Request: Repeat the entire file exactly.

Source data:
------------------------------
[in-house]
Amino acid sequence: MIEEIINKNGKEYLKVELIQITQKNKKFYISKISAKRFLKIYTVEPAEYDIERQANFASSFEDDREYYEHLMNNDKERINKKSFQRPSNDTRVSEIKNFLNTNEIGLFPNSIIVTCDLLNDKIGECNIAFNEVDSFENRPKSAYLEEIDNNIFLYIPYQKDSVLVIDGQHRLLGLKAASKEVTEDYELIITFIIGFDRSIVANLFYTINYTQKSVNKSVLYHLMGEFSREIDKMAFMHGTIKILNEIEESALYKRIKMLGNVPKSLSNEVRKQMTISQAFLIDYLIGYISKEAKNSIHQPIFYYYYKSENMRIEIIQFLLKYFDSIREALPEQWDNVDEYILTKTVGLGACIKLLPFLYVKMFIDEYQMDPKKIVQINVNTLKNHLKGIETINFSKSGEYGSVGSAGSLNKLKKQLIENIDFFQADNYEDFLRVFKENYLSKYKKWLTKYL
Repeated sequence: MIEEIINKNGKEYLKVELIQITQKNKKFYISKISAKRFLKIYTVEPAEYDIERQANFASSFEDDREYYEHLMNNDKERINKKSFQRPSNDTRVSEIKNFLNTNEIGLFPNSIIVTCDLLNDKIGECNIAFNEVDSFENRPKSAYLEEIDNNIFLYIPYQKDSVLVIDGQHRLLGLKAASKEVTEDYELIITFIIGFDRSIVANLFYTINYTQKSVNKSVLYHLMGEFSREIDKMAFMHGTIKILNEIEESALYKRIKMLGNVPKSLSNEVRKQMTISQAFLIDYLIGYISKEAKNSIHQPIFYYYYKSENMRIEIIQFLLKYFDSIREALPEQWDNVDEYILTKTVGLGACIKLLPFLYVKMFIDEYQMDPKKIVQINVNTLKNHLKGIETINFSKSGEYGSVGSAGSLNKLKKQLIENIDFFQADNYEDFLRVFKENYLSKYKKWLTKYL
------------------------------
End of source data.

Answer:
[in-house]
Amino acid sequence: MIEEIINKNGKEYLKVELIQITQKNKKFYISKISAKRFLKIYTVEPAEYDIERQANFASSFEDDREYYEHLMNNDKERINKKSFQRPSNDTRVSEIKNFLNTNEIGLFPNSIIVTCDLLNDKIGECNIAFNEVDSFENRPKSAYLEEIDNNIFLYIPYQKDSVLVIDGQHRLLGLKAASKEVTEDYELIITFIIGFDRSIVANLFYTINYTQKSVNKSVLYHLMGEFSREIDKMAFMHGTIKILNEIEESALYKRIKMLGNVPKSLSNEVRKQMTISQAFLIDYLIGYISKEAKNSIHQPIFYYYYKSENMRIEIIQFLLKYFDSIREALPEQWDNVDEYILTKTVGLGACIKLLPFLYVKMFIDEYQMDPKKIVQINVNTLKNHLKGIETINFSKSGEYGSVGSAGSLNKLKKQLIENIDFFQADNYEDFLRVFKENYLSKYKKWLTKYL
Repeated sequence: MIEEIINKNGKEYLKVELIQITQKNKKFYISKISAKRFLKIYTVEPAEYDIERQANFASSFEDDREYYEHLMNNDKERINKKSFQRPSNDTRVSEIKNFLNTNEIGLFPNSIIVTCDLLNDKIGECNIAFNEVDSFENRPKSAYLEEIDNNIFLYIPYQKDSVLVIDGQHRLLGLKAASKEVTEDYELIITFIIGFDRSIVANLFYTINYTQKSVNKSVLYHLMGEFSREIDKMAFMHGTIKILNEIEESALYKRIKMLGNVPKSLSNEVRKQMTISQAFLIDYLIGYISKEAKNSIHQPIFYYYYKSENMRIEIIQFLLKYFDSIREALPEQWDNVDEYILTKTVGLGACIKLLPFLYVKMFIDEYQMDPKKIVQINVNTLKNHLKGIETINFSKSGEYGSVGSAGSLNKLKKQLIENIDFFQADNYEDFLRVFKENYLSKYKKWLTKYL